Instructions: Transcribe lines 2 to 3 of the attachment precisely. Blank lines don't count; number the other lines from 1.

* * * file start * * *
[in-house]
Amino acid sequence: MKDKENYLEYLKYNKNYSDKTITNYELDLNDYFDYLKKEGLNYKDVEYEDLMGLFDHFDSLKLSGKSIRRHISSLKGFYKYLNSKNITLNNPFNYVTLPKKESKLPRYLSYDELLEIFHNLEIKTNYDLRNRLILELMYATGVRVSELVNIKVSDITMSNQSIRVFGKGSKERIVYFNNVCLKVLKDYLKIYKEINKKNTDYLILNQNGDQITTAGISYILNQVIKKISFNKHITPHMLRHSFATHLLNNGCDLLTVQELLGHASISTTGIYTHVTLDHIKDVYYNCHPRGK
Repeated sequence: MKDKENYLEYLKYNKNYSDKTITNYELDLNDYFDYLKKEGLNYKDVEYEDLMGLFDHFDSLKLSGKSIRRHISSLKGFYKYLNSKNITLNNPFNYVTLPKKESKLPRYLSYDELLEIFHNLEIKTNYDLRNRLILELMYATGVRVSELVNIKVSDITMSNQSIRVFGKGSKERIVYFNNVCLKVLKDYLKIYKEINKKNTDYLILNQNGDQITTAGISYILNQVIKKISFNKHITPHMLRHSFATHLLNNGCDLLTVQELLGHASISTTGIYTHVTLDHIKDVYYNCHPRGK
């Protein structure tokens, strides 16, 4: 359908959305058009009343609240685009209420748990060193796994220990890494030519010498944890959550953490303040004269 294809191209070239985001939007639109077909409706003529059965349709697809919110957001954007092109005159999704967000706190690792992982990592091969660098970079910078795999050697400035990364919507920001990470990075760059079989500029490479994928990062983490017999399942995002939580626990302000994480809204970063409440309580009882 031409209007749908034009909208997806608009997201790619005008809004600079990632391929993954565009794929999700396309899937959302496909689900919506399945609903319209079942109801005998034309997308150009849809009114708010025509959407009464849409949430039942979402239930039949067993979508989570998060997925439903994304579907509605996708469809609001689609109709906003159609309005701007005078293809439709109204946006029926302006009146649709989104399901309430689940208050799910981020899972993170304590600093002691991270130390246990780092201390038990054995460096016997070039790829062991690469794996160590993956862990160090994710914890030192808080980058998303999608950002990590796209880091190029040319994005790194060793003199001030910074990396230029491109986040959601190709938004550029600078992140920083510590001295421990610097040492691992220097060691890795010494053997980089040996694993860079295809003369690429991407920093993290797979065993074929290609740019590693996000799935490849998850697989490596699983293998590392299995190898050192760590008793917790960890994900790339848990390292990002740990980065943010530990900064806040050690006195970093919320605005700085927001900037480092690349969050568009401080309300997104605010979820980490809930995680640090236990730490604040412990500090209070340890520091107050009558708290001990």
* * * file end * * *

Amino acid sequence: MKDKENYLEYLKYNKNYSDKTITNYELDLNDYFDYLKKEGLNYKDVEYEDLMGLFDHFDSLKLSGKSIRRHISSLKGFYKYLNSKNITLNNPFNYVTLPKKESKLPRYLSYDELLEIFHNLEIKTNYDLRNRLILELMYATGVRVSELVNIKVSDITMSNQSIRVFGKGSKERIVYFNNVCLKVLKDYLKIYKEINKKNTDYLILNQNGDQITTAGISYILNQVIKKISFNKHITPHMLRHSFATHLLNNGCDLLTVQELLGHASISTTGIYTHVTLDHIKDVYYNCHPRGK
Repeated sequence: MKDKENYLEYLKYNKNYSDKTITNYELDLNDYFDYLKKEGLNYKDVEYEDLMGLFDHFDSLKLSGKSIRRHISSLKGFYKYLNSKNITLNNPFNYVTLPKKESKLPRYLSYDELLEIFHNLEIKTNYDLRNRLILELMYATGVRVSELVNIKVSDITMSNQSIRVFGKGSKERIVYFNNVCLKVLKDYLKIYKEINKKNTDYLILNQNGDQITTAGISYILNQVIKKISFNKHITPHMLRHSFATHLLNNGCDLLTVQELLGHASISTTGIYTHVTLDHIKDVYYNCHPRGK